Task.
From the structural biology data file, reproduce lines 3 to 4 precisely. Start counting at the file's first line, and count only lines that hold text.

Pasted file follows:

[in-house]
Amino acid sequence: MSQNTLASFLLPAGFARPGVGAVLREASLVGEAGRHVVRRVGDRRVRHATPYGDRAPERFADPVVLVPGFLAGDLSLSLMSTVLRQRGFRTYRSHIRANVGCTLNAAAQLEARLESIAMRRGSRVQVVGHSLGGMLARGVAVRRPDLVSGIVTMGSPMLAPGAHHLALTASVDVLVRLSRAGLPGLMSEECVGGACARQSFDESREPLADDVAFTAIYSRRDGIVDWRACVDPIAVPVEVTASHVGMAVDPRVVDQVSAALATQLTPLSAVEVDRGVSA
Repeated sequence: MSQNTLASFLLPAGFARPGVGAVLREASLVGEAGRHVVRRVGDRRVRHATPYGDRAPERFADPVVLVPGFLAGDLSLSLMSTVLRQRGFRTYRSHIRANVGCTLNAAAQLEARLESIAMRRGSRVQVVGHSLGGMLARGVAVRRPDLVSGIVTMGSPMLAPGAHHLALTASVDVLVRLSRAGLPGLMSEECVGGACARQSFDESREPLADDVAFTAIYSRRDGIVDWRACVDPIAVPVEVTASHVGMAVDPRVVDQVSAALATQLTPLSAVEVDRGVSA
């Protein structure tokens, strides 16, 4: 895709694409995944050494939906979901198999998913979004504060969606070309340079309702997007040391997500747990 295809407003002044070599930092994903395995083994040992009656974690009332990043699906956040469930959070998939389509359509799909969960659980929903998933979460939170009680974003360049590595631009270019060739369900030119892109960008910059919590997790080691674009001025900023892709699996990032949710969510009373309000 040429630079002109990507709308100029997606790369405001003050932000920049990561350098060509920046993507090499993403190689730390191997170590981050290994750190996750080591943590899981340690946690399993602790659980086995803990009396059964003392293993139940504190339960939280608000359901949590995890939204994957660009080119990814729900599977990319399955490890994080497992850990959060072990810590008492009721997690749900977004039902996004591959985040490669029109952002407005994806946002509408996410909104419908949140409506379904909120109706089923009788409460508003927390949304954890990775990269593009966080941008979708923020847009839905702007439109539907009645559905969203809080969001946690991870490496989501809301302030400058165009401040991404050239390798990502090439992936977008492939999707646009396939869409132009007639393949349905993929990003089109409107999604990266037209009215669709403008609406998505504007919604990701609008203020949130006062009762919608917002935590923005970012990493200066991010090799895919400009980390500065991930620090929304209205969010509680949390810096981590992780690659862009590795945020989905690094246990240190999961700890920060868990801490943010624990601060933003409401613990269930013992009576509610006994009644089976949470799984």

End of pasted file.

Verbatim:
Repeated sequence: MSQNTLASFLLPAGFARPGVGAVLREASLVGEAGRHVVRRVGDRRVRHATPYGDRAPERFADPVVLVPGFLAGDLSLSLMSTVLRQRGFRTYRSHIRANVGCTLNAAAQLEARLESIAMRRGSRVQVVGHSLGGMLARGVAVRRPDLVSGIVTMGSPMLAPGAHHLALTASVDVLVRLSRAGLPGLMSEECVGGACARQSFDESREPLADDVAFTAIYSRRDGIVDWRACVDPIAVPVEVTASHVGMAVDPRVVDQVSAALATQLTPLSAVEVDRGVSA
């Protein structure tokens, strides 16, 4: 895709694409995944050494939906979901198999998913979004504060969606070309340079309702997007040391997500747990 295809407003002044070599930092994903395995083994040992009656974690009332990043699906956040469930959070998939389509359509799909969960659980929903998933979460939170009680974003360049590595631009270019060739369900030119892109960008910059919590997790080691674009001025900023892709699996990032949710969510009373309000 040429630079002109990507709308100029997606790369405001003050932000920049990561350098060509920046993507090499993403190689730390191997170590981050290994750190996750080591943590899981340690946690399993602790659980086995803990009396059964003392293993139940504190339960939280608000359901949590995890939204994957660009080119990814729900599977990319399955490890994080497992850990959060072990810590008492009721997690749900977004039902996004591959985040490669029109952002407005994806946002509408996410909104419908949140409506379904909120109706089923009788409460508003927390949304954890990775990269593009966080941008979708923020847009839905702007439109539907009645559905969203809080969001946690991870490496989501809301302030400058165009401040991404050239390798990502090439992936977008492939999707646009396939869409132009007639393949349905993929990003089109409107999604990266037209009215669709403008609406998505504007919604990701609008203020949130006062009762919608917002935590923005970012990493200066991010090799895919400009980390500065991930620090929304209205969010509680949390810096981590992780690659862009590795945020989905690094246990240190999961700890920060868990801490943010624990601060933003409401613990269930013992009576509610006994009644089976949470799984």